Ugandans who have suffered from adverse side effects caused by Covid-19 vaccines will now be able to document them in order to save others from falling into the same trap.
The announcement of the new platform, forcedvaccines.ug was made by activist Joseph Kabuleta on Tuesday morning during a press conference by civil society activists in light of government’s failure to fully open up the country.
“The side effects of the vaccine are so bad that one would rather suffer from Covid-19 almost 100 times over,” Kabuleta, a former presidential candidate, said of the ongoing government campaign to have about 7 million Ugandans vaccinated against Covid-19 if the economy is to fully reopen.
“There are studies in Israel, one of the countries most affected by Coronavirus, which show that a person who has suffered from Covid and got cured has an immunity 27 times more effective than one who is double jabbed. You are part of a worldwide experiment but we are afraid of debate,” he added.
Uganda has so far received more than 5.6m doses of vaccines from foreign donors. This includes 1.64 million doses of the Pfizer vaccine and 647,000 doses of the Moderna product from the U.S. government.
So far, 1.8 million Ugandans have received the first jab, while about 584,000 have received two,jabs.
In September, Dr Munir Safieldin, the Uncef representative in Uganda thanked the US government for their ‘generous donation’ of Moderna vaccines.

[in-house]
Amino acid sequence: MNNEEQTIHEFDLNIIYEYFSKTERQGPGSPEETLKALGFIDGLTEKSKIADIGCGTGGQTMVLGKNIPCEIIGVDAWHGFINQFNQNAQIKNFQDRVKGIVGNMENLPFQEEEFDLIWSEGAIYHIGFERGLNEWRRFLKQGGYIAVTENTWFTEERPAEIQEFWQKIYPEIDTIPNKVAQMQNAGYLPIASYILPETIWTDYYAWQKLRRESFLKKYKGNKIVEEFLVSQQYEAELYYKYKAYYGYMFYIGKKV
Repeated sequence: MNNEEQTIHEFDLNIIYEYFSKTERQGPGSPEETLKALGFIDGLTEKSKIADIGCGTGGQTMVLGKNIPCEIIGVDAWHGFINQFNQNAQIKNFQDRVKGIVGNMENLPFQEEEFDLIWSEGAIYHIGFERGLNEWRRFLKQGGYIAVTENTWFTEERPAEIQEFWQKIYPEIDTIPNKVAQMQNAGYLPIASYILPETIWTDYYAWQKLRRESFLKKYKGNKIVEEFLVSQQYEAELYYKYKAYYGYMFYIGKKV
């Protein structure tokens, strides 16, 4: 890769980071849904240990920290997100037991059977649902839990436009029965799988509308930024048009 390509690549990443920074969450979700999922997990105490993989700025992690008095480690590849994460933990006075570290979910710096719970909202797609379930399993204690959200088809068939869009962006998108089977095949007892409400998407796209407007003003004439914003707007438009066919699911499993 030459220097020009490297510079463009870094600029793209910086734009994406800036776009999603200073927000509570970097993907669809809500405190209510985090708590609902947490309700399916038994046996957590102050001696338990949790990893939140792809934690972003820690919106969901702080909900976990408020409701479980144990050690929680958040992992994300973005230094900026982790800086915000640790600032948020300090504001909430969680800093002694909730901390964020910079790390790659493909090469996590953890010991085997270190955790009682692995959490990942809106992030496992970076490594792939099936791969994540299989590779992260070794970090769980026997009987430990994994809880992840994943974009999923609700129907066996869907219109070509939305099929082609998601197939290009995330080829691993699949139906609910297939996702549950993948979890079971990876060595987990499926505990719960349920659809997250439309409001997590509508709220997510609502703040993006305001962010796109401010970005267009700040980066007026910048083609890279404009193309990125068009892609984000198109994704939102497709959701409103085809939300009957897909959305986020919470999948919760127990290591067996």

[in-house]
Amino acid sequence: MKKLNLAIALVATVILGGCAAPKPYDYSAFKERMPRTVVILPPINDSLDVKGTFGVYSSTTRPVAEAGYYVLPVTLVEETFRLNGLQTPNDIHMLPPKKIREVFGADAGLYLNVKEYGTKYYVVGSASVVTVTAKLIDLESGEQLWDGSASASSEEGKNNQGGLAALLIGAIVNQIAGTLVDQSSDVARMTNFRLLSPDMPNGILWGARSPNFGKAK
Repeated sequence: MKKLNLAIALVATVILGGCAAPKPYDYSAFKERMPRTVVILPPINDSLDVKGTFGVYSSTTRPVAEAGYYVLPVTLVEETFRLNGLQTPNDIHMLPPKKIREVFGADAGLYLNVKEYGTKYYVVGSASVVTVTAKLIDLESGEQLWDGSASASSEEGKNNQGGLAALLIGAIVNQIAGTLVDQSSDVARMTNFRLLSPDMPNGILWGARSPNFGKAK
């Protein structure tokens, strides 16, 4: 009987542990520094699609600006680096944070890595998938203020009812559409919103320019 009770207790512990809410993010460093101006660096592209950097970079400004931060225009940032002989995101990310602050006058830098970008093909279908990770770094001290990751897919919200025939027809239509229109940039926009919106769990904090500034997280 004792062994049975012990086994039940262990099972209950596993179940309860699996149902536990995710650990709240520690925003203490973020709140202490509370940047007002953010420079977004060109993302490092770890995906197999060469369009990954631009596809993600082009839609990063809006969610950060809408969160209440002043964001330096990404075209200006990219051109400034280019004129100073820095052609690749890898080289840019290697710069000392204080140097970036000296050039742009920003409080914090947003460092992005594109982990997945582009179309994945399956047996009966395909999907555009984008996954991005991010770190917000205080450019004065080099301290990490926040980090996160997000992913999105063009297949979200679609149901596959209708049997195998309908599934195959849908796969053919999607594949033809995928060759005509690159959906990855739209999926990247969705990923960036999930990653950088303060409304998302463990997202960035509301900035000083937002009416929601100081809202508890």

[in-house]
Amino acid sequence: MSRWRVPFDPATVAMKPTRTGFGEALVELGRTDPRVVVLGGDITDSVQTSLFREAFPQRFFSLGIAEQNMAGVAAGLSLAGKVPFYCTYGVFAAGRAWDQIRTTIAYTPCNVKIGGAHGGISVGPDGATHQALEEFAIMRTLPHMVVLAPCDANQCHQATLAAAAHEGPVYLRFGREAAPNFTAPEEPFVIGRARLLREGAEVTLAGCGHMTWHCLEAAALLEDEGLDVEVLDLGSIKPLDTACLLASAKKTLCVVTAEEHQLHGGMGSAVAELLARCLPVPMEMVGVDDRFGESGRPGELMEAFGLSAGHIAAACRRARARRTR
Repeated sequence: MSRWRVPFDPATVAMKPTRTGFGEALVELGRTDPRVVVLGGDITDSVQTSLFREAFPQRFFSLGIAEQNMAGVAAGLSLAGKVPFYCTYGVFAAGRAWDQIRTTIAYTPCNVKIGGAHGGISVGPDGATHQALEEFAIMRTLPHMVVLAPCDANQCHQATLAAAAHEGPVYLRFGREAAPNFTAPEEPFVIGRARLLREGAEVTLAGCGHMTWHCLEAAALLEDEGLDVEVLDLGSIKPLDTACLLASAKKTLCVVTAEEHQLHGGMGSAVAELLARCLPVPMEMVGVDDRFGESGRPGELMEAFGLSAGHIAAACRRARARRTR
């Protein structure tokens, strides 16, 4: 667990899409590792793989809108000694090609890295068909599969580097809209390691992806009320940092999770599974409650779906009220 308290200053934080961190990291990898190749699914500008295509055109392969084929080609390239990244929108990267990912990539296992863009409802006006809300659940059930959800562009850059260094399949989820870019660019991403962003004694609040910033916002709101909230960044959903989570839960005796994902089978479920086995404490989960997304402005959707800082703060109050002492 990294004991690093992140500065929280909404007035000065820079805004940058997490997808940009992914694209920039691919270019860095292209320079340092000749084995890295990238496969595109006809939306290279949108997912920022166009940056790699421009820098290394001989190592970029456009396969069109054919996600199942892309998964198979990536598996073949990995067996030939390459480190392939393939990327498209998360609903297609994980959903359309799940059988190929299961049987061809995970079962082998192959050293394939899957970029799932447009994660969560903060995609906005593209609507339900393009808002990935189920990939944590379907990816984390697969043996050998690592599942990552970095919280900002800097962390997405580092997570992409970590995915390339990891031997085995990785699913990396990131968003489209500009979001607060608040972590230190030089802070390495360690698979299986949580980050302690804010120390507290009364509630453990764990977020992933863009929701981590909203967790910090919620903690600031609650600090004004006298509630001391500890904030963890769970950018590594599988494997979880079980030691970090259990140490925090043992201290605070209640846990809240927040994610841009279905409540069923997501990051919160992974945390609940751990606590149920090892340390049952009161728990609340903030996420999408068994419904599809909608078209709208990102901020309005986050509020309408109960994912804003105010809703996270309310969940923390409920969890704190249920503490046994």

“This will greatly support the ongoing rollout of Uganda’s COVID-19 vaccination campaign and help us reach the set target by MoH by December 2021,” Dr Safieldin said then.
Last week, health minister Jane Ruth Aceng said non-vaccinated staff will be barred from accessing the ministry head offices at Wandegeya, arguing that in other countries are barring unvaccinated people from accessing public offices.
Resident District Commissioners of Soroti and Kwania have also since vowed not to serve any one who is not vaccinated, something Kabuleta termed ‘illegal.’
“Across the world, there are demonstrations against forced vaccination using trial vaccines. Nobody should be denied their rights on the basis of their lack of vaccination,” he said.
“We need to start a debate (on forced vaccination). I know RDCs are going to say I am politicising this but I am not. This is something that is very important for Ugandans to know to that there are debates going on about vaccines. There are so many people who have been blocked out and the media is not reporting about this. I know there are many people who have suffered adverse side effects but we are quiet.”
Dr Daniel Walyemera, a human rights activist also castigated RDCs, for denying citizens access to social services.
“RDCs do not have the expertise to tell whether you are one of those people not supposed to get vaccinated and consequently there will be a violation of the rights of a person who has been denied a social service,” Dr Walyemera said, before calling for a an alternate debate.
“What is the alternate debate? We are no longer hearing about Covidex, or death rates but ‘vaccinate’. How practical is it to vaccinate when we failed on deliverly?” he asked.
President Museveni is due to address the country on Thursday with curfew and continued lockdown said to be high on the agenda.
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